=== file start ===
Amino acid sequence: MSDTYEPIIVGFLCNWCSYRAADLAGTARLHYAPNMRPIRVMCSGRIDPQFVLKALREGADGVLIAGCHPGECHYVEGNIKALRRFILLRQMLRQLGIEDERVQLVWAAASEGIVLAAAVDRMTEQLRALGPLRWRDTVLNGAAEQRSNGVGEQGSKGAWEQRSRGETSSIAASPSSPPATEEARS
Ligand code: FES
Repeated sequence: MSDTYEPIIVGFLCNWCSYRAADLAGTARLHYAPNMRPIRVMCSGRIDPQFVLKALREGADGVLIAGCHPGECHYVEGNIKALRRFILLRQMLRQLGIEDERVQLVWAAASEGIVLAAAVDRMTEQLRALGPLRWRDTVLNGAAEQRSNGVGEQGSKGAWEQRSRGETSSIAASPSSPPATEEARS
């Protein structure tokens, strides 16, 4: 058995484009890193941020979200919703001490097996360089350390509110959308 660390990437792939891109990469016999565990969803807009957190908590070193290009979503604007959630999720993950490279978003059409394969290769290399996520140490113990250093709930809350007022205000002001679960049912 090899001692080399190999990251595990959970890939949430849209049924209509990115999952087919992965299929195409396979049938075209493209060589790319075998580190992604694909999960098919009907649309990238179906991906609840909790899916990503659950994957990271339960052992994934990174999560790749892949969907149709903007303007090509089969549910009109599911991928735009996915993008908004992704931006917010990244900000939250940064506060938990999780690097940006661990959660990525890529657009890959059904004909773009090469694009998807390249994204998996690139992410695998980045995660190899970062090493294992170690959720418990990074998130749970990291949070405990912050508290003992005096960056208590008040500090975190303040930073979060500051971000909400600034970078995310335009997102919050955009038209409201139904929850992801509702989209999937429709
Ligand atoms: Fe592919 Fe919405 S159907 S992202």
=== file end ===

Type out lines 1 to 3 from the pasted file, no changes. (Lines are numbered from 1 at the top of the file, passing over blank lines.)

Amino acid sequence: MSDTYEPIIVGFLCNWCSYRAADLAGTARLHYAPNMRPIRVMCSGRIDPQFVLKALREGADGVLIAGCHPGECHYVEGNIKALRRFILLRQMLRQLGIEDERVQLVWAAASEGIVLAAAVDRMTEQLRALGPLRWRDTVLNGAAEQRSNGVGEQGSKGAWEQRSRGETSSIAASPSSPPATEEARS
Ligand code: FES
Repeated sequence: MSDTYEPIIVGFLCNWCSYRAADLAGTARLHYAPNMRPIRVMCSGRIDPQFVLKALREGADGVLIAGCHPGECHYVEGNIKALRRFILLRQMLRQLGIEDERVQLVWAAASEGIVLAAAVDRMTEQLRALGPLRWRDTVLNGAAEQRSNGVGEQGSKGAWEQRSRGETSSIAASPSSPPATEEARS